Meditation and Questions for Reflection or Group Discussion
1st Reading: Isaiah 7:10-14 Responsorial: Psalm 24:1-6
2nd Reading: Romans 1:1-7 Gospel: Matthew 1:18-24
Advent, A Season of Signs of the Coming of Emmanuel, God-with-Us
Ask for a sign from the Lord. (Isaiah 7:11)
Things were looking bad for King Ahaz of Jerusalem. He was barely holding back an attack from the armies of Aram and Samaria. The situation became so desperate that Ahaz decided to appeal to the king of Assyria for help. “I am your servant and your son,” he wrote. “Come up and rescue me” (2 Kings 16:7).
Hearing the news, the prophet Isaiah urged Ahaz to reconsider. He knew that bowing to Assyria would mean adopting the nation’s false idols and sinful traditions. “Ask for a sign from the Lord,” he begged the king (Isaiah 7:11). Let God help you.
But Ahaz refused. He didn’t want to risk God’s wrath by seeming to dare God to prove himself. Besides, he thought, God could not possibly be so good as to rescue him—especially not after all the ways Ahaz had disobeyed him in the past.
Like Ahaz, we too can fear that we have to deal with the challenges of life all on our own. But God is always giving us signs of his presence and his help. Some are subtle, like a beautiful sunrise, and others are more obvious, like the faithfulness of a friend. And then there’s the dramatic sign that Isaiah gave Ahaz: “The virgin shall conceive, and bear a son, and shall name him Emmanuel” (Isaiah 7:14).
Emmanuel. God-with-us. A living, breathing sign of God’s love and protection. A personal, undeniable sign of God’s commitment to his people. A promise that he has seen our need and is ready to help if we turn to him.
At Mass today, you’ll be surrounded by signs: statues, a crucifix, an altar, and maybe a crèche. And of course, the greatest and most intimate of all signs: Jesus, present in the form of bread and wine. He is a sign you not only see but one you can taste and touch. He is the sign that redeems, heals, and restores. So don’t be like Ahaz. Welcome this sign. Take it into your heart and soul.
“Jesus, thank you for every sign that you will give me today.”
Questions for Reflection or Discussion:
1. The first reading includes a powerful Messianic prophecy regarding the coming of the Lord: The LORD spoke to Ahaz, saying: Ask for a sign from the LORD, your God; let it be deep as the netherworld, or high as the sky! But Ahaz answered, “I will not ask! I will not tempt the LORD!” Then Isaiah said: Listen, O house of David! Is it not enough for you to weary people, must you also weary my God? Therefore, the Lord himself will give you this sign: the virgin shall conceive, and bear a son, and shall name him Emmanuel.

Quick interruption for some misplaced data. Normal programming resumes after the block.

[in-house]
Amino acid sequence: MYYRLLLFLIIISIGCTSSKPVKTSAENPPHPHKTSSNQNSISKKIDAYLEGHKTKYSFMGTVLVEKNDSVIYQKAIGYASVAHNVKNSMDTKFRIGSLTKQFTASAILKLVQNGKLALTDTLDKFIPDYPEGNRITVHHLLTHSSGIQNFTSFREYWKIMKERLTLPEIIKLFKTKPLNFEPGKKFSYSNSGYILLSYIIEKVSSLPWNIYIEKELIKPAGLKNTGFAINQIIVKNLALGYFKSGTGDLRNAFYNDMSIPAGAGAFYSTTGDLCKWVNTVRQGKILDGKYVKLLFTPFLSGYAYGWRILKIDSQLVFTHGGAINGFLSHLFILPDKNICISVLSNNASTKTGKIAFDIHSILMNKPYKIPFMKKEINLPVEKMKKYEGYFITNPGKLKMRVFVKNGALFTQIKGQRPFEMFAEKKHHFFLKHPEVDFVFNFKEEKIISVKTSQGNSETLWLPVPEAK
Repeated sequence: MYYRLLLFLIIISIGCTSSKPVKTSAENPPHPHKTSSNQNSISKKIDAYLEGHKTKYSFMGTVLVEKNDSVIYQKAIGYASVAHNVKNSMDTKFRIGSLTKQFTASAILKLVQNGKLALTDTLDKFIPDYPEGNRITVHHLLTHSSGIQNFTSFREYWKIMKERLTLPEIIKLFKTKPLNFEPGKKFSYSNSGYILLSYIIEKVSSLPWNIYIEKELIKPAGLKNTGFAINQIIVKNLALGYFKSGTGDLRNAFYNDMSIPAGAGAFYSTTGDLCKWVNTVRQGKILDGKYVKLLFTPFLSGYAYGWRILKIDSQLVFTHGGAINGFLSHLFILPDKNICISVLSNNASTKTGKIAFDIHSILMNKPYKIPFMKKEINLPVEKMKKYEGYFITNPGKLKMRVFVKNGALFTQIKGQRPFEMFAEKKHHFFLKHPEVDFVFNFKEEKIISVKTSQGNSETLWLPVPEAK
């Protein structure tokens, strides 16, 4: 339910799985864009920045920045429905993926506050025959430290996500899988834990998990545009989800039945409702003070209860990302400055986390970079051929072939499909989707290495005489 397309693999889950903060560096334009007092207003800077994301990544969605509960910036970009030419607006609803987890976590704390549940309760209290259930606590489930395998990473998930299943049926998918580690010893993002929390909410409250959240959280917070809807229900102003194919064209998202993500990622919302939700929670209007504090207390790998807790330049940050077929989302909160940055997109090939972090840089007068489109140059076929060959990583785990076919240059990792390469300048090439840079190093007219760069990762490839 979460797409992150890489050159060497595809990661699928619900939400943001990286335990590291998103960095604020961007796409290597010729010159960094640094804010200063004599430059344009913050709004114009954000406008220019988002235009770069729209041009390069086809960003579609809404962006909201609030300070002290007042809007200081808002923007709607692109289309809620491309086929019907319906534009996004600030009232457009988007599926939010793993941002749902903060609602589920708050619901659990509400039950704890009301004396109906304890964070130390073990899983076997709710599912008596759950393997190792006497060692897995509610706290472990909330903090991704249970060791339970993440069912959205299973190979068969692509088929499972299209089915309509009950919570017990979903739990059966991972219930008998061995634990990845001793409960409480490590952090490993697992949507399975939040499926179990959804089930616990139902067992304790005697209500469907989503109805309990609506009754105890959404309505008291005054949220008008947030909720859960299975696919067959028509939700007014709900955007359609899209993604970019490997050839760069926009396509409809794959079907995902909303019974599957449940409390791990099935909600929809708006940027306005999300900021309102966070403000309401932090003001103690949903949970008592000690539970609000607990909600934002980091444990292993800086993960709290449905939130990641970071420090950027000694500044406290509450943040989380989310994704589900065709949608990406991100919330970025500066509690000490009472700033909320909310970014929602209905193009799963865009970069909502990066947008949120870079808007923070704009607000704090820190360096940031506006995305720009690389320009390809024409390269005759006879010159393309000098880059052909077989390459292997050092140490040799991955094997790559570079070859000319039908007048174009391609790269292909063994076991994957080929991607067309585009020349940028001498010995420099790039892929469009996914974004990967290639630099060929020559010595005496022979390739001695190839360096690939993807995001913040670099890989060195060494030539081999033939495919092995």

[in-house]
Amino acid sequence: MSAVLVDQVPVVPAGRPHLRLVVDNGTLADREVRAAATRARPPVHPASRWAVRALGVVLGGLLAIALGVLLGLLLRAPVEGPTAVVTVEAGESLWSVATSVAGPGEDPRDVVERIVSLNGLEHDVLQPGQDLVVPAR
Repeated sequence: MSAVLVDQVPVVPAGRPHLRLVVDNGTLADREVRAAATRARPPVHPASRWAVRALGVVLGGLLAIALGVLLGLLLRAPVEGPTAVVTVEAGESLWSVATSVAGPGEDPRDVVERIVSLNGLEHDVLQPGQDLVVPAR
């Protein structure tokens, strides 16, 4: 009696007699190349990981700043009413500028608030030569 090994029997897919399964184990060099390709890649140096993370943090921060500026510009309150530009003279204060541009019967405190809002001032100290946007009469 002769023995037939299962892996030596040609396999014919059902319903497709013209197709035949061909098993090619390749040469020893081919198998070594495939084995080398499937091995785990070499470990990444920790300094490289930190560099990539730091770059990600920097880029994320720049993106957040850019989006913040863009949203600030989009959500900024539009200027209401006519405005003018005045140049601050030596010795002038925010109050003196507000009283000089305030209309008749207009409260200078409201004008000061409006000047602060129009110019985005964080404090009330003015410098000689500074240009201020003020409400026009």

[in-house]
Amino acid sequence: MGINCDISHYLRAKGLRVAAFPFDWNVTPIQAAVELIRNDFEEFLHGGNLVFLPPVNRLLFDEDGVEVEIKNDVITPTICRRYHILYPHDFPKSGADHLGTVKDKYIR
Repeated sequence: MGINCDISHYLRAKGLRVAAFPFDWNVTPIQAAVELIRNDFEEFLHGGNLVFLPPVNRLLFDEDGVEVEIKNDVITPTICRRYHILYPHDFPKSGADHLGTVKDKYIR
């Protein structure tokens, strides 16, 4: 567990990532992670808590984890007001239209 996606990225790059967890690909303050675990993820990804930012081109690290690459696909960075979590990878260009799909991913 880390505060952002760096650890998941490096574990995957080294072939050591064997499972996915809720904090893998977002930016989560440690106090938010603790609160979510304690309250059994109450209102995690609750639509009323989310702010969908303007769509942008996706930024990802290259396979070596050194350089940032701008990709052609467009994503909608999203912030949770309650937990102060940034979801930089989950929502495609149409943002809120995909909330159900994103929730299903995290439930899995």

- How does Ahaz’ weak response to the Lord speaking to him reminds us that we too can take for granted the wonderful revelation of God’s love for us that we have in the coming of Jesus?
- How would you describe your own response to this revelation that we celebrate during this grace-filled Advent and Christmas season? In what ways has this revelation had an impact on your life?
2. In the responsorial psalm, the psalmist asks these questions: Who can ascend the mountain of the LORD? or who may stand in his holy place? The answers the psalmist gives are very challenging, as well as convicting: One whose hands are sinless, whose heart is clean, who desires not what is vain. He shall receive a blessing from the LORD, a reward from God his savior. Such is the race that seeks for him, that seeks the face of the God of Jacob.
- Are you challenged by the answers to the questions posed by the psalmist? Why or why not?
- What role does faith in the Lord play in allowing us to ascend the hill of the Lord, stand in his holy place, and seek the face of the God — especially in knowing that Jesus’ hands are sinless, his heart is clean, and he died on the cross for our sins? What role does the Sacrament of Reconciliation play in this as well?